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Water, Livestock, and Malnutrition: Findings from an Impact Assessment
The Dar Sila region of eastern Chad experiences highly variable rainfall, seasonal food insecurity, and a high prevalence of acute malnutrition. In 2012, Concern Worldwide implemented a multisectoral program that aimed to prevent seasonal spikes in acute malnutrition in the region. The program, called Community Resilience to Acute Malnutrition (CRAM), focused on increasing access to clean water and primary healthcare, and improving hygiene practices and food security. Feinstein designed and conducted a clustered randomized control trial from 2012 to 2015 to assess the impact of the program and identify potential links to malnutrition.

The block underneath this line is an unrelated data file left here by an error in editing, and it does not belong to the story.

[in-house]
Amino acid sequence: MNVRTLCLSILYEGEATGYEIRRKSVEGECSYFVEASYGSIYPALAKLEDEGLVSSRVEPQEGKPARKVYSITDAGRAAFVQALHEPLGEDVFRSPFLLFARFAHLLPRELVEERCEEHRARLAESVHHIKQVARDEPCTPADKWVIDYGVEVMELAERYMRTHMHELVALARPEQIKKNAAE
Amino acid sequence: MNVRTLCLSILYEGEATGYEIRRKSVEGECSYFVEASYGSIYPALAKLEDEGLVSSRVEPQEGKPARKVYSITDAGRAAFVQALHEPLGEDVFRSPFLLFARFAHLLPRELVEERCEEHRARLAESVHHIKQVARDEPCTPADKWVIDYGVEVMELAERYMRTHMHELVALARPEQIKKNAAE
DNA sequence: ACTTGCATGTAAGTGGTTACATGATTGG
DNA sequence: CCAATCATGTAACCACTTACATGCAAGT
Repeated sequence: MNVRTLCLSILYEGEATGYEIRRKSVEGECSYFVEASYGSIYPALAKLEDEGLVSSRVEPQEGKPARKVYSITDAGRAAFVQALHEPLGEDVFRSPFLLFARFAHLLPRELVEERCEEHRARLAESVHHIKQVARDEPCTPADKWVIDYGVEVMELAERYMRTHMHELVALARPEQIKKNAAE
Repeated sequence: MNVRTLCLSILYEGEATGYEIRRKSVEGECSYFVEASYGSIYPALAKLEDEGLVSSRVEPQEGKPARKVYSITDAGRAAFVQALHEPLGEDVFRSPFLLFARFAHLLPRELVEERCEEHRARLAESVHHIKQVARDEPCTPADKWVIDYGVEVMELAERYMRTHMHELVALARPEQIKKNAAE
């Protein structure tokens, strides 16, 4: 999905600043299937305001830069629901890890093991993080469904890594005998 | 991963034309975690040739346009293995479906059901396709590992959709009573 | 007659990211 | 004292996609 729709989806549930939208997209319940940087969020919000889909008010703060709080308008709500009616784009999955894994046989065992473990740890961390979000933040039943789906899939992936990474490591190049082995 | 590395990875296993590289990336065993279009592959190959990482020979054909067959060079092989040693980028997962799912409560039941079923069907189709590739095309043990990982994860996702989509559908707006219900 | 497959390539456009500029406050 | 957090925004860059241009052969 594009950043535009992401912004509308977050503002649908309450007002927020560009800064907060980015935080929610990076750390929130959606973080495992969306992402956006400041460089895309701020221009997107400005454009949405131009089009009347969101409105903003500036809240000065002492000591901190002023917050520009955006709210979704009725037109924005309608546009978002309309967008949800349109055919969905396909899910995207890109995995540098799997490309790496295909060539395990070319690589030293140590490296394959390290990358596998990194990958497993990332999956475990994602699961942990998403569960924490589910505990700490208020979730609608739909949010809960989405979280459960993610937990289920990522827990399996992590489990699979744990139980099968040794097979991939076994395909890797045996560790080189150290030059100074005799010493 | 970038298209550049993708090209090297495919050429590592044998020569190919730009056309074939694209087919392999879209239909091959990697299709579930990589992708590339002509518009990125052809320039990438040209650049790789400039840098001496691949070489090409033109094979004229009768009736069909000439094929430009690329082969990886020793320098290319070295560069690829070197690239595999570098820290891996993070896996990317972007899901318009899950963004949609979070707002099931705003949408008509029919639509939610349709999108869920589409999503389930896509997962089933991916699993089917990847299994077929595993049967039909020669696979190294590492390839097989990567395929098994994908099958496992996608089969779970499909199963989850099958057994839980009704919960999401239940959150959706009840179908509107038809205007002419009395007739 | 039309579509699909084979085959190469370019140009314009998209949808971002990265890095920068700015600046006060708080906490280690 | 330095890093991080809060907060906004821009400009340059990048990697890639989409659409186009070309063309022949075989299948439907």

The study found that CRAM had a significant impact. The multisectoral intervention reduced the prevalence of acute and chronic malnutrition among children in the intervention households compared to non-intervention households. The report also tries to unpack why CRAM is working and how it could potentially be improved. The data suggest that the positive impact of CRAM maybe due to access to clean water and better hygiene practices along the water chain (from point of use to transport and storage). Furthermore, a significant relationship between village cattle density and child nutritional status suggests that contamination from cattle feces along the water chain could be linked to a higher prevalence of acute malnutrition. However, villages with a history of pastoralism and hence livestock ownership have children with significantly better nutritional outcomes despite greater ownership of cattle. The qualitative data suggests that different types of livestock water management practices and seasonal migration of cattle in the former pastoralist households could be reducing contamination by cattle of the water source and along the water chain. The findings presented in the report have direct implications for future programming in Chad and wider learning around multisectoral nutrition approaches.